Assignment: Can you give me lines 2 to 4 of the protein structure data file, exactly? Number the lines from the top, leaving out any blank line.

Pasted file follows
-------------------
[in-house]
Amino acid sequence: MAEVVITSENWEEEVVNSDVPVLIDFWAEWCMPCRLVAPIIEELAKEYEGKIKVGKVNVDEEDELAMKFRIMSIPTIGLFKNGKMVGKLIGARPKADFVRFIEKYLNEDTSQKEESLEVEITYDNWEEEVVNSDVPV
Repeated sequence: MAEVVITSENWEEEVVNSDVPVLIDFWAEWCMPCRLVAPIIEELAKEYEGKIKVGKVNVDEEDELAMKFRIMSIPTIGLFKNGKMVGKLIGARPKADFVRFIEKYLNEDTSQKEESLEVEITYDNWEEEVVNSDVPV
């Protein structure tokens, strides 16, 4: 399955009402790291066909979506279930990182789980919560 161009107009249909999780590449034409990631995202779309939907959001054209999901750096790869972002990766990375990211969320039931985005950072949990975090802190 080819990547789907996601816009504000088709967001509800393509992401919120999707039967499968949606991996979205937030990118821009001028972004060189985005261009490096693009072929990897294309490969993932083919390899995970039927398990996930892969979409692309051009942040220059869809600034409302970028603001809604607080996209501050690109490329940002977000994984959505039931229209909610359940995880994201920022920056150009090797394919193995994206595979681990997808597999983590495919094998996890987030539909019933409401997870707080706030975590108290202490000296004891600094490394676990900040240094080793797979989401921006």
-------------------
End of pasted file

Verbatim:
Amino acid sequence: MAEVVITSENWEEEVVNSDVPVLIDFWAEWCMPCRLVAPIIEELAKEYEGKIKVGKVNVDEEDELAMKFRIMSIPTIGLFKNGKMVGKLIGARPKADFVRFIEKYLNEDTSQKEESLEVEITYDNWEEEVVNSDVPV
Repeated sequence: MAEVVITSENWEEEVVNSDVPVLIDFWAEWCMPCRLVAPIIEELAKEYEGKIKVGKVNVDEEDELAMKFRIMSIPTIGLFKNGKMVGKLIGARPKADFVRFIEKYLNEDTSQKEESLEVEITYDNWEEEVVNSDVPV
């Protein structure tokens, strides 16, 4: 399955009402790291066909979506279930990182789980919560 161009107009249909999780590449034409990631995202779309939907959001054209999901750096790869972002990766990375990211969320039931985005950072949990975090802190 080819990547789907996601816009504000088709967001509800393509992401919120999707039967499968949606991996979205937030990118821009001028972004060189985005261009490096693009072929990897294309490969993932083919390899995970039927398990996930892969979409692309051009942040220059869809600034409302970028603001809604607080996209501050690109490329940002977000994984959505039931229209909610359940995880994201920022920056150009090797394919193995994206595979681990997808597999983590495919094998996890987030539909019933409401997870707080706030975590108290202490000296004891600094490394676990900040240094080793797979989401921006």